By Mark St. John Erickson, firstname.lastname@example.org | 757-247-4783
11:58 AM EDT, May 8, 2013
When the pious parishioners of Abingdon Church arrived for Sunday services in the mid-1700s, they stepped into one of the most breathtaking architectural spaces in Virginia.
Erected nearly a century earlier, the house of worship had risen from the fertile fields of Gloucester County to become one of the colony's earliest brick structures. Its prominent bell tower and eye-catching Jacobean lines moved diarist William Byrd to describe the building as "beautiful."
By the late 1740s, however, industry and fortune had combined to swell the parish's wealth and population. And in 1751 the vestry, pressed to replace a sanctuary that had become far too small, commissioned a now unknown builder to undertake the construction of what would become one of Colonial Virginia's largest and most impressive churches.
Nearly 250 years later, that monumental yet strikingly simple structure remains virtually unchanged on the exterior. Scholars say few other surviving examples of Colonial brickwork can match the state of preservation found in its warm, well-crafted Flemish-bond walls.
Inside, the church embraces its congregation with a space so dramatic and so carefully restored that its minister, the Rev. Theodore R. Haddix Jr., often experiences the feeling of walking in the footsteps of those who came before him.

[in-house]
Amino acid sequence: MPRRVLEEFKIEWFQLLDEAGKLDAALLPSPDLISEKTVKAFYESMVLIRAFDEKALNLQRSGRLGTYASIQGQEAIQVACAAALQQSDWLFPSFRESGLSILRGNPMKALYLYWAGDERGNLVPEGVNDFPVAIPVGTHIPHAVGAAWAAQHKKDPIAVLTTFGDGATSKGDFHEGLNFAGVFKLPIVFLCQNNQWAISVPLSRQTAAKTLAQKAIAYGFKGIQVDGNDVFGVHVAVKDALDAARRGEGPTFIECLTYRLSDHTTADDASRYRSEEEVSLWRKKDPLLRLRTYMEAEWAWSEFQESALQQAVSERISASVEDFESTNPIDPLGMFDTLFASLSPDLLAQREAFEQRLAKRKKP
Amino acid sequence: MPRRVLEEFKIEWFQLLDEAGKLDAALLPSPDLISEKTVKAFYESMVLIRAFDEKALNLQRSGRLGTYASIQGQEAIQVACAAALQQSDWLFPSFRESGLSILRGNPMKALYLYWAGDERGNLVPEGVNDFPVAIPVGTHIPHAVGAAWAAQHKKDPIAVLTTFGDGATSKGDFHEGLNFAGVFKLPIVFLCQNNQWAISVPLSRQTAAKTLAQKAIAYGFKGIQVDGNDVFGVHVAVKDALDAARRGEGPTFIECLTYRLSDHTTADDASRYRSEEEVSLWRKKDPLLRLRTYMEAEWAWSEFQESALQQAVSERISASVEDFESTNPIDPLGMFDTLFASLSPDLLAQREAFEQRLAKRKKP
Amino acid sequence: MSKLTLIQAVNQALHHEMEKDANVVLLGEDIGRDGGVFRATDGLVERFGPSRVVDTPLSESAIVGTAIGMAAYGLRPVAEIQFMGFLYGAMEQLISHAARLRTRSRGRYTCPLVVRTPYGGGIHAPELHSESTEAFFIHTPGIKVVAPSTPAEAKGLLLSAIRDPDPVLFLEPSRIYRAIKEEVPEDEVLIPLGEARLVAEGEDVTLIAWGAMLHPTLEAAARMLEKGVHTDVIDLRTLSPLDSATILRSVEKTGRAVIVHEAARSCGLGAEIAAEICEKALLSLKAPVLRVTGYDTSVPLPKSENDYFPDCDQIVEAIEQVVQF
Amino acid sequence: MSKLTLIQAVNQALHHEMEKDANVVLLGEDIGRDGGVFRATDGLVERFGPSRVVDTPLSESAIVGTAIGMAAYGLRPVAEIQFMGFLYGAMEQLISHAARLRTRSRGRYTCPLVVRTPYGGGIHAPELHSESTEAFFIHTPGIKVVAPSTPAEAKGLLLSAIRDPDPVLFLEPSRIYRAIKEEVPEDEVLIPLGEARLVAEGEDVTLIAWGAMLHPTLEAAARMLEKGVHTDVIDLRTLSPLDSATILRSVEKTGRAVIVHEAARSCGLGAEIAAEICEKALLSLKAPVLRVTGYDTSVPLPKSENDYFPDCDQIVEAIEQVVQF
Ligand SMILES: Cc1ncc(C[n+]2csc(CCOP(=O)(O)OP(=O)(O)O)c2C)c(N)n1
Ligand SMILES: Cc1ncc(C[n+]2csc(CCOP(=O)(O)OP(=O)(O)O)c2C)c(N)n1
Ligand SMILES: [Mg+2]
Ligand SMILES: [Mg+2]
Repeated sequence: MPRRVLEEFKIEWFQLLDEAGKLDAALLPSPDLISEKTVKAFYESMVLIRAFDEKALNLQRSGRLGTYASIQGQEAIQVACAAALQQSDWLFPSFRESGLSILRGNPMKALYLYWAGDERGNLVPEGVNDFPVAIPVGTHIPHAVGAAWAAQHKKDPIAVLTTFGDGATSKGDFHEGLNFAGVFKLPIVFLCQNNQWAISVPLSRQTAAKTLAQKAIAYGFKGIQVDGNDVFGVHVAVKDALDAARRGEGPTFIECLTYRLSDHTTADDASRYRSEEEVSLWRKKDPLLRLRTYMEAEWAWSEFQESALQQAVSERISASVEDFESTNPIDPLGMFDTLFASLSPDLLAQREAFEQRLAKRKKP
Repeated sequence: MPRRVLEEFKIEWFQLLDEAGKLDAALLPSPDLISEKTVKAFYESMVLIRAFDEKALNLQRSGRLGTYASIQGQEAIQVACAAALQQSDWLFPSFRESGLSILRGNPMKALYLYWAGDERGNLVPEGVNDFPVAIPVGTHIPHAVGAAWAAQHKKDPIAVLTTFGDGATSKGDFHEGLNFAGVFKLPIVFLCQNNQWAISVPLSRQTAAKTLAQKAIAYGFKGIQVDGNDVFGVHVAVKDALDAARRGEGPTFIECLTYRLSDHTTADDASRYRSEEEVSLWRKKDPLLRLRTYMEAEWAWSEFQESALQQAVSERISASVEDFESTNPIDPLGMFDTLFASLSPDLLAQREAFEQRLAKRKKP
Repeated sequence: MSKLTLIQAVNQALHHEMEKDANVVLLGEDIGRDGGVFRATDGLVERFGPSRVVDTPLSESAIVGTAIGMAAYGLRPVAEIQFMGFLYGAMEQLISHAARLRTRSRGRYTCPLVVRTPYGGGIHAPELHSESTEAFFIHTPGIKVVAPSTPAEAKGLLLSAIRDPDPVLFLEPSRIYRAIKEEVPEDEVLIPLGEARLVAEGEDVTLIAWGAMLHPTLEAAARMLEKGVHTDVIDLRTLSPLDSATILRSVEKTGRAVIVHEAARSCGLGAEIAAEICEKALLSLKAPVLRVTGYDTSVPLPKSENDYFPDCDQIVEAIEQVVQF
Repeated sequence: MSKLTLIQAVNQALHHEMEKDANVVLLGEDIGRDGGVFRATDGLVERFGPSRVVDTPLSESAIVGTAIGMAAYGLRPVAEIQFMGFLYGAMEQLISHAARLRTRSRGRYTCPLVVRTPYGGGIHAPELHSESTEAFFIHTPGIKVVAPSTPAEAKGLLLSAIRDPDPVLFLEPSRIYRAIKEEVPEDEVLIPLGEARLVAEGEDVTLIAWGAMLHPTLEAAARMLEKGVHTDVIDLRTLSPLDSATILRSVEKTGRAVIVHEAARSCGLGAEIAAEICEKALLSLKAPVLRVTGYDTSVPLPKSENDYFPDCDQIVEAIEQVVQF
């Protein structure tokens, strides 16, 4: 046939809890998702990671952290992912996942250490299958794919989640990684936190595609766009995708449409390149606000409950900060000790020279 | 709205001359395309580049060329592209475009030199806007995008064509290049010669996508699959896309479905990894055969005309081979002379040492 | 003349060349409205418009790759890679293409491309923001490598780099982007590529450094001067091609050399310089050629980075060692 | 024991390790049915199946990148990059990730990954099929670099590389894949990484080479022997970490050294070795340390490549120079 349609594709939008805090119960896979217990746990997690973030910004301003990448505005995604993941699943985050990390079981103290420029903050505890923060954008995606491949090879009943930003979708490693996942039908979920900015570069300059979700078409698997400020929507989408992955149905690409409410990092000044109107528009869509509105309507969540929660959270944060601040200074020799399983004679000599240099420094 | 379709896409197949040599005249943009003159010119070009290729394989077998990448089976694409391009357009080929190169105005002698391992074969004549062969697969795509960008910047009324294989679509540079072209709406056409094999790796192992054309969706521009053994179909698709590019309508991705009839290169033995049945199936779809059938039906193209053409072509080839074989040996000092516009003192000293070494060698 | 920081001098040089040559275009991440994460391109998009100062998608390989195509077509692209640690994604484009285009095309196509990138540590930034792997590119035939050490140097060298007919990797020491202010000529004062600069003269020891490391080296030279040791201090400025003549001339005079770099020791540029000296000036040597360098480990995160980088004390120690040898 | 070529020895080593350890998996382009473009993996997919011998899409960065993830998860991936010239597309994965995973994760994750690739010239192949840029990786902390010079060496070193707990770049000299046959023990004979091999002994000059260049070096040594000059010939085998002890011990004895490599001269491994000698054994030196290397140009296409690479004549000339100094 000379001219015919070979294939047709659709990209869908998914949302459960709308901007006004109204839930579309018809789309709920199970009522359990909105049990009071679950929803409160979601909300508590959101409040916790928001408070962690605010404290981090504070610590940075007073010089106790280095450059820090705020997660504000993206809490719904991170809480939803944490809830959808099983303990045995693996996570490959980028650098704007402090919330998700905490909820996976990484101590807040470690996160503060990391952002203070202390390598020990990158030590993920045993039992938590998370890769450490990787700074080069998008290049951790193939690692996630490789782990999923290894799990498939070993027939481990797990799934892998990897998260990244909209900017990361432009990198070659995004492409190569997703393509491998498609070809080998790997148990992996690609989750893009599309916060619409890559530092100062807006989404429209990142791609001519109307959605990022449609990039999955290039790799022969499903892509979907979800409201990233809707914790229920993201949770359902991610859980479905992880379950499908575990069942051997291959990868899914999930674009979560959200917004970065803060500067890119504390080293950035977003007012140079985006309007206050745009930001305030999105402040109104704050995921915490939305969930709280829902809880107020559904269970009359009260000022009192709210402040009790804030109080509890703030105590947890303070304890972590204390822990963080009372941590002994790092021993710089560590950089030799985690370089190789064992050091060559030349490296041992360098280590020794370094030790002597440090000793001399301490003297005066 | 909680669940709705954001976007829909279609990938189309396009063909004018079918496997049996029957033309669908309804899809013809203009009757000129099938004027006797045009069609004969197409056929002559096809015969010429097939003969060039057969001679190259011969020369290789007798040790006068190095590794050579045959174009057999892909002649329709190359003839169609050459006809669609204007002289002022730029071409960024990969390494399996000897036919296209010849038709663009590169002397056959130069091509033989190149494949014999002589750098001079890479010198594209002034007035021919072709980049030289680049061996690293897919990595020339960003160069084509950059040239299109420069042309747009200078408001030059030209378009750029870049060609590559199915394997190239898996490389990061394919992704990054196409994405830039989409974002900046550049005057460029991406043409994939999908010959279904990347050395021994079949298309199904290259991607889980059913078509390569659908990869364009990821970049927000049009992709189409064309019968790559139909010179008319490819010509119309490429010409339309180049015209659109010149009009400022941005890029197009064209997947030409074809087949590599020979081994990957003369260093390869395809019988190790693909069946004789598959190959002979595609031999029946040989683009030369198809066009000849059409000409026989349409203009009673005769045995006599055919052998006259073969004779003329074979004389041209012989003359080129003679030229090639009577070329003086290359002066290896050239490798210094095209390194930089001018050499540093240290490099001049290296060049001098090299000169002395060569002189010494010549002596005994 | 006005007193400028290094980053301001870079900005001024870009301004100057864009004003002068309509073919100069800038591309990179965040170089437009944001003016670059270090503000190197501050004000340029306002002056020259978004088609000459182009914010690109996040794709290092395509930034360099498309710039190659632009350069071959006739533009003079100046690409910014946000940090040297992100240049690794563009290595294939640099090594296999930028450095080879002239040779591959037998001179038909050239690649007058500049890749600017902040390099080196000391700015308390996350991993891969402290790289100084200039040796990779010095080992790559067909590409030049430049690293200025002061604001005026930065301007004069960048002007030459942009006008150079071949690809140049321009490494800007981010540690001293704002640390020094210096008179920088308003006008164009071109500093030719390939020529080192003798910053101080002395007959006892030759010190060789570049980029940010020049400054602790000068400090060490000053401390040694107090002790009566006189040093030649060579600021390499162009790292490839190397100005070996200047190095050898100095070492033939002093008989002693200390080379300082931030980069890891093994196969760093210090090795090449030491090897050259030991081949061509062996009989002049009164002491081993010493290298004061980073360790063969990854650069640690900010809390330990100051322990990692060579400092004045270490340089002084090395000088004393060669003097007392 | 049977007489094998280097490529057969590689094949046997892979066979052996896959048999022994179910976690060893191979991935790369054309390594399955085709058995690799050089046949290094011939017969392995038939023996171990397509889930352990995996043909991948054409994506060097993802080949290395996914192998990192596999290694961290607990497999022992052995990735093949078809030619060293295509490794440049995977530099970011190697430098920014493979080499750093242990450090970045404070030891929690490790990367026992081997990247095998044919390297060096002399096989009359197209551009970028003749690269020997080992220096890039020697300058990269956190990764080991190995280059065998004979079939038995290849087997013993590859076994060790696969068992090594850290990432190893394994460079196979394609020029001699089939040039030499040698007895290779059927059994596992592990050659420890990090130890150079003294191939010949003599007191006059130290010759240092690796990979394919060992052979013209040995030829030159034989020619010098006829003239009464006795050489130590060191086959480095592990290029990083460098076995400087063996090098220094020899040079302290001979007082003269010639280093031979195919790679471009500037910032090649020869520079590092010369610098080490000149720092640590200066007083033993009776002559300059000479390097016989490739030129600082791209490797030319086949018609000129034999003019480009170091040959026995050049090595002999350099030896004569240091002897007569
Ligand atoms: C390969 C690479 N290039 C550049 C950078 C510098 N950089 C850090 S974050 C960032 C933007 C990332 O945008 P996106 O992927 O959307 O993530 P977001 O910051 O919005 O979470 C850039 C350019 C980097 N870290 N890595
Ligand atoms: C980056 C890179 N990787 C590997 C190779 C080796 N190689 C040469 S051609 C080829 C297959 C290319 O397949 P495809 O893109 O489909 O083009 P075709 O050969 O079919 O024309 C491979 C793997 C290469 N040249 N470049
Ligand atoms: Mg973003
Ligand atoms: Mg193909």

And that connection reminds him of how much the parish of the 1750s sacrificed, he says, in order to erect what still impresses 20th-century visitors as an extraordinary expression of religious conviction.
"It was an amazing architectural accomplishment - and an exceptional statement of faith," he says, glancing into the bright, expansive realm created by the arms of the cruciform.
"Most of the people who worshipped here would have lived in homes that looked meager compared to this. And when they stepped in through these doors, they must have done so with an overwhelming sense of amazement."
Abingdon's builder broke little new ground with the design of his 3,600-square-foot structure.
But he did show what a prosperous parish could do to elaborate upon the details of an established architectural tradition, Colonial Williamsburg historian Carl Lounsbury says.